Is capitalism sustainable?

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Capitalism is the predominant economic system of our time. But can it remain so? Systems like mercantilism and serfdom lasted for centuries before the establishment of the Bretton Woods system. Have we reached what political theorist Francis Fukuyama has called the "end of history" where liberal democracy matched with free markets are the last viable option for organizing society? If capitalism is to be overthrown, what could replace it and would it be a step forward or back?

Capitalism is sustainableEdit

Arguments forEdit

  •   Argument for — There's no viable alternative.
    •   Objection — This doesn't imply that capitalism is sustainable.
    •   Objection — An alternative will surface as soon as it becomes necessary. Unenvisioned alternatives have greater plausibility of surfacing with the access to technologies, scientific abilities, tools and processes which didn't exist in former eras.
      •   Objection — Relying on as-yet unenvisioned alternatives is pure speculation.
  •   Argument for — Although Marx predicted that capitalism is a necessary stage for an eventual worker's revolution, capitalists after Marx have been able to slowly adjust capitalism so that it can sustain itself indefinitely. The shifts from the Industrial Revolution to globalized financial capitalism have made it impossible for workers to ever overthrow the upper class.
    •   Objection — This argument assumes what must be proven. The fact that capitalism has been slowly adjusting to sustain itself doesn't mean that it will continue to be able to do so. Economists will try, no doubt.
  •   Argument for — Economic growth under capitalism can be separated from unsustainable resource consumption. There is not a fixed supply of resources that is used up, because new resources can be discovered or developed. In other words, advancing technology enables us to access resources which were formerly unreachable.

Arguments againstEdit

  •   Argument against — Capitalism requires constant growth,[citation needed] and constant growth is impossible in a limited planet.
    •   Objection — The planet is not the limit. There's an endless Universe awaiting.
      •   Objection — Massive space colonization is unfeasible in the near future. We need a solution sooner.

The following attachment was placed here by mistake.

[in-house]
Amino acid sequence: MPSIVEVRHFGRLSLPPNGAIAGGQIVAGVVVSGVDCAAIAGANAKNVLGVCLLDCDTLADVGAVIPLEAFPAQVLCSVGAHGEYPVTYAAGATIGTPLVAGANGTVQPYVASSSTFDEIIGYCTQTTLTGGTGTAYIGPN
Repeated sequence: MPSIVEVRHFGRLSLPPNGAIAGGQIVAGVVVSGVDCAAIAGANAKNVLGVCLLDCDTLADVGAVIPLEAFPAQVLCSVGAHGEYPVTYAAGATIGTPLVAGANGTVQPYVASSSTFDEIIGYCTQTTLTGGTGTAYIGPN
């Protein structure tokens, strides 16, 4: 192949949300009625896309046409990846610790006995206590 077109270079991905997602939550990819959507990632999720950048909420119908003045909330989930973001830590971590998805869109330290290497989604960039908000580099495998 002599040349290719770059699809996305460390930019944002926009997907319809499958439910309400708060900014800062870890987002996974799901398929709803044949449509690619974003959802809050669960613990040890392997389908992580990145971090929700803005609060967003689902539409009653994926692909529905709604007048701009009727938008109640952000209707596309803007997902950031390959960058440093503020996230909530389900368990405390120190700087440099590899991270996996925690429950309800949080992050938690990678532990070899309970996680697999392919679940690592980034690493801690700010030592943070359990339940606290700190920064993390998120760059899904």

•   Objection — If we cannot manage in this planet, how can we even hope to manage others much more hostile?
        •   Objection — Other planets are relatively benign compared to earth with nothing actually trying to kill humans nor do they have ecosystems to protect, and there are also space habitats.
          •   Objection — Like which ones? Naboo? Space habitats disregard resource extraction, they lack rich ecosystems at entropy levels that allow this. Feasible planets to live in, wether hostile or not, are merely fictional, as the ones we may find, will require energy to make habitable for humans, and quite probably, as our knowledge of existing planets suggests, unimaginable amounts of energy, more that we could gather or have the technology to extract. So this argument reduces to a low probability high risk endeavor with many ifs, if we find a planet, if we we are technologically developed enough, etc. which proves the point of capitalism not being sustainable in the first place.
    •   Objection — Even assuming constant growth is required to sustain capitalism, this is constant economic growth, which is not equivalent to a constant increase in resource consumption. Economic growth based on intellectual property and more efficient use of existing resources (asymptotically approaching perfect efficiency) can be maintained in a finite system.
      •   Objection — Economic growth based on intellectual property, which manifest as physical inventions and digital goods, still requires resources: people eating, using computers, servers running, etc. energy in general. To try to most efficiently use resources one would need to put the natural environment in a central role, capitalism abstracts and obfuscates the value of natural resources as it detaches them from the communities that learned to survive with those resources, it does not asymptotically approach perfect efficiency, it breaks the ecosystemic chain, almost always running counter to energy, eg. a plastic cup which costs one dollar and takes enormous effort, machinery and workers to produce. It prioritizes growth of only capital, it establishes an asymmetric relation that benefits a few, immensely more than the remaining majority. The energy in the system is finite, it is just distributed unequally, and it's systems crystalize future distribution, leading to non optimal use of resources and permanent destruction of others. In it's "pure" ideological form capitalism completely disregards the natural environment, even paints it as an obstacle or enemy, in the name of individual or market "freedom".
  •   Argument against — Capitalism breaks the second law of thermodynamics. Disregards energy and the natural environment over capital growth. The universe does not care though, it just reflects back, therefore becoming a recipe for destruction to the ones using it as their ultimate rule.

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